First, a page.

1 January is New Year’s Day
New Year’s Day is usually a bit like a cheap easter egg. It has a shiny outside but is pretty thin inside. It comes between the ending of the Boxing Day cricket Test and the New Year Test Match, comes shortly after the Sydney to Hobart Yacht Race, and is preceded by fireworks. All these things are covered by television for the many people on holidays away from home.
This year will be no exception. But for most of us, COVID has made a difference. We have made our plans for the New Year with ‘ifs’ attached. We have become used to crises that cause lockdowns and wreck all our best plans. We do not come to the new year with assurance that things will be as they were before but with a question mark.
The question, too, may lead us to ask more deeply where we wish to go as persons and as a society. During the crisis, we had to recognise that we relied on other people to live and to flourish. We had to sacrifice our own desires for freedom to travel where we wanted and to gather with people whenever we wanted in order to protect the health of those who were vulnerable. For many Australians, COVID brought challenging experiences of learning and teaching at home, working from home, long periods of unemployment and of uncertainty. These experiences have inevitably made it difficult to plan for the long term and perhaps left us reluctant to return to the previous ways in which we balanced our commitments to work and home. We have asked ourselves what we want most deeply and what matters to us.
This new year is also overshadowed by large events, both present and future. We have seen the Climate summit in Glasgow. However we might rate its effectiveness, we have surely heard its stark warning about the consequence for our children of not addressing seriously climate change as a priority. We live also in the shadow of a coming Federal Election that will inevitably raise questions about how seriously we take climate change, inequality and the other deep challenges that we face in Australia. Our experience of COVID may make us demand seriousness and honesty of our political leaders as they compete for votes. It may also make us impatient with any empty words that lack these qualities.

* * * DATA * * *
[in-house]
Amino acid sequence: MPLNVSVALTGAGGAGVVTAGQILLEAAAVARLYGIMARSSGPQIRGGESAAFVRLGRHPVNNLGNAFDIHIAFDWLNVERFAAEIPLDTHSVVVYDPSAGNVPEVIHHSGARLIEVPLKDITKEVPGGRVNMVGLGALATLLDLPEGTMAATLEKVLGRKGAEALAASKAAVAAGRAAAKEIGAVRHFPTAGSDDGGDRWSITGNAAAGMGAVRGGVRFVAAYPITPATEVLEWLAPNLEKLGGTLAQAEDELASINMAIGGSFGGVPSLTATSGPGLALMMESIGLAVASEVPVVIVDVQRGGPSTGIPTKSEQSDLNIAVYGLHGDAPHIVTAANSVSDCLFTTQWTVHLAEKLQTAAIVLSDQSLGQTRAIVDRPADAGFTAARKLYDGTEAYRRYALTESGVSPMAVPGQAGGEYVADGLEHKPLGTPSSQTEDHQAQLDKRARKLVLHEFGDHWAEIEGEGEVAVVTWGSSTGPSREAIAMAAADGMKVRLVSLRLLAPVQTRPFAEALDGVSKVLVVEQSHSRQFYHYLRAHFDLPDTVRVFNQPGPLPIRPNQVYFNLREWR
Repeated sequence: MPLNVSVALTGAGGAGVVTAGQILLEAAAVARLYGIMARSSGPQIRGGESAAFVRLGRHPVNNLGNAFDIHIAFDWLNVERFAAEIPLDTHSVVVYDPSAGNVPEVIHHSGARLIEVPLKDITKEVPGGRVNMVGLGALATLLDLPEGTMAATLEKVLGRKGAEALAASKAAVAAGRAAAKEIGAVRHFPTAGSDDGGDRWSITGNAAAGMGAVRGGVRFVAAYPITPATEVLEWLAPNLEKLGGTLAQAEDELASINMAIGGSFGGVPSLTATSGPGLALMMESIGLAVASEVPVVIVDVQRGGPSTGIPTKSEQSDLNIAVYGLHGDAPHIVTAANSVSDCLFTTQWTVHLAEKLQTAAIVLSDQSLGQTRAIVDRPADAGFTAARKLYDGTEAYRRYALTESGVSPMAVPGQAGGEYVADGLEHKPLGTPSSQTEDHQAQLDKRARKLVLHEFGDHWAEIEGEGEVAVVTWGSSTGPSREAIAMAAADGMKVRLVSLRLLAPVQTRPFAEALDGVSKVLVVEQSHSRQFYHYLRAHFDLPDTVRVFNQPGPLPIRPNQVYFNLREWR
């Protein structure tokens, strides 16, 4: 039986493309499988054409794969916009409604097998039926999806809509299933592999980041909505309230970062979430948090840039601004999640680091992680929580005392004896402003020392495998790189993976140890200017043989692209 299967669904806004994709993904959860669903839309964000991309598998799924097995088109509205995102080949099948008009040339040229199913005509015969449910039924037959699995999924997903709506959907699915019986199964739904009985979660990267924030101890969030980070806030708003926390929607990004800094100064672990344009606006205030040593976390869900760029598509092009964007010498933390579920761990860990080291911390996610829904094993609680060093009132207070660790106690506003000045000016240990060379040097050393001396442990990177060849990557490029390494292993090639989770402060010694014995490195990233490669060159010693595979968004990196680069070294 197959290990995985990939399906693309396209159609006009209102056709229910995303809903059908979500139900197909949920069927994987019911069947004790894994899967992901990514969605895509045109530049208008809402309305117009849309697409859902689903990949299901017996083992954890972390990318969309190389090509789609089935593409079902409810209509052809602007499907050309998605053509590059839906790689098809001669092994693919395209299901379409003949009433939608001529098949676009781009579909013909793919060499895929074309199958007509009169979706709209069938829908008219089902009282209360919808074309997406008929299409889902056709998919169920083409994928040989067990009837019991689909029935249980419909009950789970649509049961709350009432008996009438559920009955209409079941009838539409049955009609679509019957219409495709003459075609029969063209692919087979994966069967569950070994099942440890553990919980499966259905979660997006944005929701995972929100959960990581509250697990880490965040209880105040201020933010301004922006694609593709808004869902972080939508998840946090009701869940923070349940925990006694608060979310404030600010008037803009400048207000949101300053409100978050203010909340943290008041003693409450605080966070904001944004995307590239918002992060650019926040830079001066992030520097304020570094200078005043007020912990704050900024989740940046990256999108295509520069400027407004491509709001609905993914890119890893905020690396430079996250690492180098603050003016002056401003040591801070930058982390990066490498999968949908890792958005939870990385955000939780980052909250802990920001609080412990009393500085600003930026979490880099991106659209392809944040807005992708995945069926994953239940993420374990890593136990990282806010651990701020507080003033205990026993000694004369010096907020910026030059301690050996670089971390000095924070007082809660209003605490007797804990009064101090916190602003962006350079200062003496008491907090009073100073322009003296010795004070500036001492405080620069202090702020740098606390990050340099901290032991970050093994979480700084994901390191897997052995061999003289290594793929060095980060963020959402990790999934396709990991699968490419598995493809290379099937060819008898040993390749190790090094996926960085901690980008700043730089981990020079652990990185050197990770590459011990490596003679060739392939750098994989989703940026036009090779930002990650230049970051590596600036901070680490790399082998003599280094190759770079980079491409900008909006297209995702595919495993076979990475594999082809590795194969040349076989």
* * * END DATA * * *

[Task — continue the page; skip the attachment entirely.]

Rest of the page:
In the different cultures and religions that have enriched Australian life, people emphasise different aspects of the New Year. It used to be a time to make good resolutions. Many of us give less attention to this today after noticing how many of our good intentions died a week into the new year. At Jesuit Social Services, however, the New Year refreshes our hopes. Particularly our hope for the people whom we accompany. That next year, children will not have to fear being treated as criminals. That Governments may invest heavily to support people in regions marked by disadvantage. That all homes may be free from violence and fear. To have hopes is the first step towards working to make them come true.
In some Asian cultures, the New Year is associated with water, where the faults and grime of the old year are washed away and a better life washed in. Water, too, can be used in celebration. People throw water on friends and strangers, washing away social boundaries and the ordinary rituals of deference that go with them. The beginning of the New Year reminds us of our equality when we come into the world and which remains in the eyes of God.
In Australia, we have struggled to find ways of celebrating the New Year that brings out its deeper meaning. That may be so because in Christian societies, it has been obscured by the celebrations of Christmas. New Year is a time for winding down, not for gearing up to begin the new year. Still, staying up till midnight drinking, and then shouting, lighting fireworks, and tooting horns can seem to lack a bit of seriousness.
However we spend New Year’s Day, we might find it helpful to reflect back on the past year and to ask ourselves what we want of ourselves during the coming year.
Fr Andrew Hamilton SJ writes for Jesuit Communications and Jesuit Social Services.